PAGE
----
The Oxford Dictionary defines the American Dream as “the ideal that every citizen of the United States should have an equal opportunity to achieve success and prosperity through hard work, determination, and initiative.”  A college education, in America, seems to be a direct connection to “The American Dream,” but what is a dream that doesn’t include you or one that wasn’t originally designed for you? Does its intention shift or should it be refined to ensure all have the “equal opportunity” called out in its original intent?

For many years, I’ve advocated for higher education as a beneficiary of its capabilities – the potential to open doors to social mobility and economic freedom. The system has many advantages when all are given equitable access to the doors that education opens.  I speak specifically about those who are marginalized and disadvantaged – not because of capability – but because of blocked potential through policies, systems, and stereotypes.  One unique discovery of my lived experiences, as a Black man, is that options are increased if someone else is committed to helping you open the door(s) that create the opportunities needed to embrace and be exposed to success.  A relationship is a critical component. 

America, based on data from the National Center for Education Statistics, shared that there are close to 6,000 colleges and universities throughout the country that enroll over 18.1 million students annually. These students have a desire to acquire “The American Dream” which I spoke of in the beginning.  However, why are there 40.4 million Americans who have some college but no degree and 744,000 of them are within the State of Wisconsin? Why didn’t they graduate?  What life experience changed their trajectory?  Did they feel they did not belong at the institution they enrolled in? There are so many nuances to answer these questions that unpack the experiences of those who seek a college education.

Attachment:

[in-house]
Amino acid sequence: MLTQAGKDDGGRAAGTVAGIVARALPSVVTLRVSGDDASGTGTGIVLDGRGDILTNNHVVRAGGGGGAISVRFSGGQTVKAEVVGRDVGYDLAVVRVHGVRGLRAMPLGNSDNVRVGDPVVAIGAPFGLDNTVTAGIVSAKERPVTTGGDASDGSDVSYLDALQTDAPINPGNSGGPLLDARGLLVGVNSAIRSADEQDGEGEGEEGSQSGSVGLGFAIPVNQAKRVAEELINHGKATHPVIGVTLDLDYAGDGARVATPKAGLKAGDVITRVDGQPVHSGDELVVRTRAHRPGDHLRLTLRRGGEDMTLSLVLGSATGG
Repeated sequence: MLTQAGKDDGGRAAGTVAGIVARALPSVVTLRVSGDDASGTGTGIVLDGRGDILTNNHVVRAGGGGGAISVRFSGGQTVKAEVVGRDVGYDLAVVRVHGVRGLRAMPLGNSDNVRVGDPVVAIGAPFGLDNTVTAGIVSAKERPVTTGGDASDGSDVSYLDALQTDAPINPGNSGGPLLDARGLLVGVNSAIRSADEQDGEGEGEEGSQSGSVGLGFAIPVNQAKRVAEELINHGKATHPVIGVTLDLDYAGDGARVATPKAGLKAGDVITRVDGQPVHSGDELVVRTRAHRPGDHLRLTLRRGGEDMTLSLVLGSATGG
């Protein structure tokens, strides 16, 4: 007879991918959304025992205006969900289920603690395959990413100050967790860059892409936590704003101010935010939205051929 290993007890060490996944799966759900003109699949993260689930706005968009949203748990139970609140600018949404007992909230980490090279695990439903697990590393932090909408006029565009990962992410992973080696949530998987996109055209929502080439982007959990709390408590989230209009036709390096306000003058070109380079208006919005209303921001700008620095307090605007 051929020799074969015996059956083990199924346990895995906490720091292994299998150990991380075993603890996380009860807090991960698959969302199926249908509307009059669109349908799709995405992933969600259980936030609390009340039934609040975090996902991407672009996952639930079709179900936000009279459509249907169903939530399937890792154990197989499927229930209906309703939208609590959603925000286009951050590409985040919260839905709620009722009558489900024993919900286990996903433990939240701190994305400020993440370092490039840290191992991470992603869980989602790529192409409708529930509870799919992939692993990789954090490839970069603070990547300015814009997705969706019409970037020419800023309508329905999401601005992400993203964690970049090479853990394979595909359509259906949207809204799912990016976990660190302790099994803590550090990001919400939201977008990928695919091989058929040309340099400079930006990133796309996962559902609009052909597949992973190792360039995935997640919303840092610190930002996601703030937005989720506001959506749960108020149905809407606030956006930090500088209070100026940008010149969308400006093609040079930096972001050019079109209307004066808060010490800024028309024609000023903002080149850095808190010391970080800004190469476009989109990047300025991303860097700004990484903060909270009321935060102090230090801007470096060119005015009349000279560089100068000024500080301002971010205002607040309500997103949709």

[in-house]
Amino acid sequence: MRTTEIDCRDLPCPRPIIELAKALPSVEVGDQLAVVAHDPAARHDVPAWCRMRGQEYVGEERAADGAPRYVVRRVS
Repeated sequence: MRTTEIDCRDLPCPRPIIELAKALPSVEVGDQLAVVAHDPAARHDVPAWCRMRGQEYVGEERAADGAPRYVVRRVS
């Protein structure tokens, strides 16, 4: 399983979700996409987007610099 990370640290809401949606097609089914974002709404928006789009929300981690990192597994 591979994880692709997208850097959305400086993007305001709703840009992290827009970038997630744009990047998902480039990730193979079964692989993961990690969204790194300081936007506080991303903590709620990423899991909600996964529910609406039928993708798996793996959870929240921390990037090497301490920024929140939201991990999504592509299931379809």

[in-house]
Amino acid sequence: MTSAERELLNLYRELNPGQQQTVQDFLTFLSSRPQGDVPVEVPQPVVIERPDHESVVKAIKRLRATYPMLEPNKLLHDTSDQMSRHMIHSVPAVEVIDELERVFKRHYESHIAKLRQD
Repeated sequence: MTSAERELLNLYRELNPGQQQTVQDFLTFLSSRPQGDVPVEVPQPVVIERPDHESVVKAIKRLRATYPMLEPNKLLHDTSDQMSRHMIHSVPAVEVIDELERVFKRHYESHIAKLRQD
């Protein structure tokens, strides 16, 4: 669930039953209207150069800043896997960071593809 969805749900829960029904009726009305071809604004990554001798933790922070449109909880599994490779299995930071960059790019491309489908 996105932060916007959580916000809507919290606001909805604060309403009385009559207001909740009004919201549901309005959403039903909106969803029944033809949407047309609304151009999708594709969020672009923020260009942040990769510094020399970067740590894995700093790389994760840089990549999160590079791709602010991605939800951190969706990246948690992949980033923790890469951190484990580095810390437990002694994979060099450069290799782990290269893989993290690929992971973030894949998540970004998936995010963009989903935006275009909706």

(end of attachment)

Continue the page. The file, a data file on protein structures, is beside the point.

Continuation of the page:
Since the creation of the Higher Education Act of 1965, focus and recognition that access to higher education is not equitable and that programs are needed to provide a platform that propels minority students forward.  Today, our Black and Hispanic students are not being retained at the rates of their peers – and those rates are increased more when they are male. Why? It’s been a question I’ve been asking myself more and more lately.  

Access to higher education means more today than it has in the past. Life happens daily, and having skills and abilities within our toolkits only strengthens our chances of not being a statistic. Food insecurity, housing insecurity, mental health, financial illiteracy, and social injustices are only some of the things students are dealing with.  

Angela Davis, a political activist, and philosopher shared, “Poor people, people of color especially, are much more likely to be found in prison than in institutions of higher education.” For me, education was a tool, as a poor black kid growing up in the streets of East Oakland, California, and Milwaukee, Wisconsin that allowed me to beat the stereotypes. Now as a higher education professional, I know as a community, it will take collective work to open the doors that support, understand, and connect the needs of those who seek an education. It is our responsibility.  It is our right.  And it is our privilege to assist in determining which institution our people graduate from.